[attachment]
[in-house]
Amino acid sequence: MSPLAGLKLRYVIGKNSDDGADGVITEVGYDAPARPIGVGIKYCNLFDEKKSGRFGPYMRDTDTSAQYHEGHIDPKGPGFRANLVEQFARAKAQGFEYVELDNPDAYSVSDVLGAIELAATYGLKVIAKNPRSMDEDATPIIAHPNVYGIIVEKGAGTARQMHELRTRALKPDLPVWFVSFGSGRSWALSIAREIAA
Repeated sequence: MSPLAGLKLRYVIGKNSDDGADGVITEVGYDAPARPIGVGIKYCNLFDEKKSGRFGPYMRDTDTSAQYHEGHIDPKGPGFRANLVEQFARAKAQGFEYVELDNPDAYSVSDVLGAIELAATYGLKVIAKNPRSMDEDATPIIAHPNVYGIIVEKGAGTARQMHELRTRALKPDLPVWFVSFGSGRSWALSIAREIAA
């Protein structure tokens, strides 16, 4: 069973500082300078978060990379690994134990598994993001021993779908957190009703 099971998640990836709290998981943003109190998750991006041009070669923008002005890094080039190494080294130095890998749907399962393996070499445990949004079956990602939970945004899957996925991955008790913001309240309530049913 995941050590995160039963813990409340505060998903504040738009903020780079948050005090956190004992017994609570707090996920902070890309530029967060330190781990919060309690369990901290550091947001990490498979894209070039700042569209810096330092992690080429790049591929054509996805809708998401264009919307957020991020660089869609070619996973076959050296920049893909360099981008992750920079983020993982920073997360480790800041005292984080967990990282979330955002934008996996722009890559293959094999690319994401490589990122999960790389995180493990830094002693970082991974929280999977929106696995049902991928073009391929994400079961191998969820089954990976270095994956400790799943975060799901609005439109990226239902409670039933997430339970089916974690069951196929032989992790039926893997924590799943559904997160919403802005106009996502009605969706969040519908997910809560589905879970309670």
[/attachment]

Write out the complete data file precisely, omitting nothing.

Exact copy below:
[in-house]
Amino acid sequence: MSPLAGLKLRYVIGKNSDDGADGVITEVGYDAPARPIGVGIKYCNLFDEKKSGRFGPYMRDTDTSAQYHEGHIDPKGPGFRANLVEQFARAKAQGFEYVELDNPDAYSVSDVLGAIELAATYGLKVIAKNPRSMDEDATPIIAHPNVYGIIVEKGAGTARQMHELRTRALKPDLPVWFVSFGSGRSWALSIAREIAA
Repeated sequence: MSPLAGLKLRYVIGKNSDDGADGVITEVGYDAPARPIGVGIKYCNLFDEKKSGRFGPYMRDTDTSAQYHEGHIDPKGPGFRANLVEQFARAKAQGFEYVELDNPDAYSVSDVLGAIELAATYGLKVIAKNPRSMDEDATPIIAHPNVYGIIVEKGAGTARQMHELRTRALKPDLPVWFVSFGSGRSWALSIAREIAA
């Protein structure tokens, strides 16, 4: 069973500082300078978060990379690994134990598994993001021993779908957190009703 099971998640990836709290998981943003109190998750991006041009070669923008002005890094080039190494080294130095890998749907399962393996070499445990949004079956990602939970945004899957996925991955008790913001309240309530049913 995941050590995160039963813990409340505060998903504040738009903020780079948050005090956190004992017994609570707090996920902070890309530029967060330190781990919060309690369990901290550091947001990490498979894209070039700042569209810096330092992690080429790049591929054509996805809708998401264009919307957020991020660089869609070619996973076959050296920049893909360099981008992750920079983020993982920073997360480790800041005292984080967990990282979330955002934008996996722009890559293959094999690319994401490589990122999960790389995180493990830094002693970082991974929280999977929106696995049902991928073009391929994400079961191998969820089954990976270095994956400790799943975060799901609005439109990226239902409670039933997430339970089916974690069951196929032989992790039926893997924590799943559904997160919403802005106009996502009605969706969040519908997910809560589905879970309670």